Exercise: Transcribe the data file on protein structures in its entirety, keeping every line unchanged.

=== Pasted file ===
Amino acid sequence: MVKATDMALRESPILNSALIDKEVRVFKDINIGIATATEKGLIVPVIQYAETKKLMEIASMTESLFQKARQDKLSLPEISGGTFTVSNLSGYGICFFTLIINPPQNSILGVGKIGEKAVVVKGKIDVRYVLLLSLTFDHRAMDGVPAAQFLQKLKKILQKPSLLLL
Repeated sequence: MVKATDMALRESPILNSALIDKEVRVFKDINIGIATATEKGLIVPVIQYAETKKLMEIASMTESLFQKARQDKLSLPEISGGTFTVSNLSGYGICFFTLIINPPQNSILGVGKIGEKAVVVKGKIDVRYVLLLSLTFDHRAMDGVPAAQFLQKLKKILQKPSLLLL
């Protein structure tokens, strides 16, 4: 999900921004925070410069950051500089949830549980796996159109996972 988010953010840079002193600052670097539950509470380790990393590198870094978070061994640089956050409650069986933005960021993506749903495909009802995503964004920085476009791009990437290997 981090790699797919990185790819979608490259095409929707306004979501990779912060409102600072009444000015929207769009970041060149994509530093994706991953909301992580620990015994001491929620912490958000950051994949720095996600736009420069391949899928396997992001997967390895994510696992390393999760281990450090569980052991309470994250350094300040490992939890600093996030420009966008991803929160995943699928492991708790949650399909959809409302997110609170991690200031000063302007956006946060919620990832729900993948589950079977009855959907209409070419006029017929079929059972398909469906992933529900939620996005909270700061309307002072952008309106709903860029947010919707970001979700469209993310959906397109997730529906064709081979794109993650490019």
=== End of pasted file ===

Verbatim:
Amino acid sequence: MVKATDMALRESPILNSALIDKEVRVFKDINIGIATATEKGLIVPVIQYAETKKLMEIASMTESLFQKARQDKLSLPEISGGTFTVSNLSGYGICFFTLIINPPQNSILGVGKIGEKAVVVKGKIDVRYVLLLSLTFDHRAMDGVPAAQFLQKLKKILQKPSLLLL
Repeated sequence: MVKATDMALRESPILNSALIDKEVRVFKDINIGIATATEKGLIVPVIQYAETKKLMEIASMTESLFQKARQDKLSLPEISGGTFTVSNLSGYGICFFTLIINPPQNSILGVGKIGEKAVVVKGKIDVRYVLLLSLTFDHRAMDGVPAAQFLQKLKKILQKPSLLLL
């Protein structure tokens, strides 16, 4: 999900921004925070410069950051500089949830549980796996159109996972 988010953010840079002193600052670097539950509470380790990393590198870094978070061994640089956050409650069986933005960021993506749903495909009802995503964004920085476009791009990437290997 981090790699797919990185790819979608490259095409929707306004979501990779912060409102600072009444000015929207769009970041060149994509530093994706991953909301992580620990015994001491929620912490958000950051994949720095996600736009420069391949899928396997992001997967390895994510696992390393999760281990450090569980052991309470994250350094300040490992939890600093996030420009966008991803929160995943699928492991708790949650399909959809409302997110609170991690200031000063302007956006946060919620990832729900993948589950079977009855959907209409070419006029017929079929059972398909469906992933529900939620996005909270700061309307002072952008309106709903860029947010919707970001979700469209993310959906397109997730529906064709081979794109993650490019």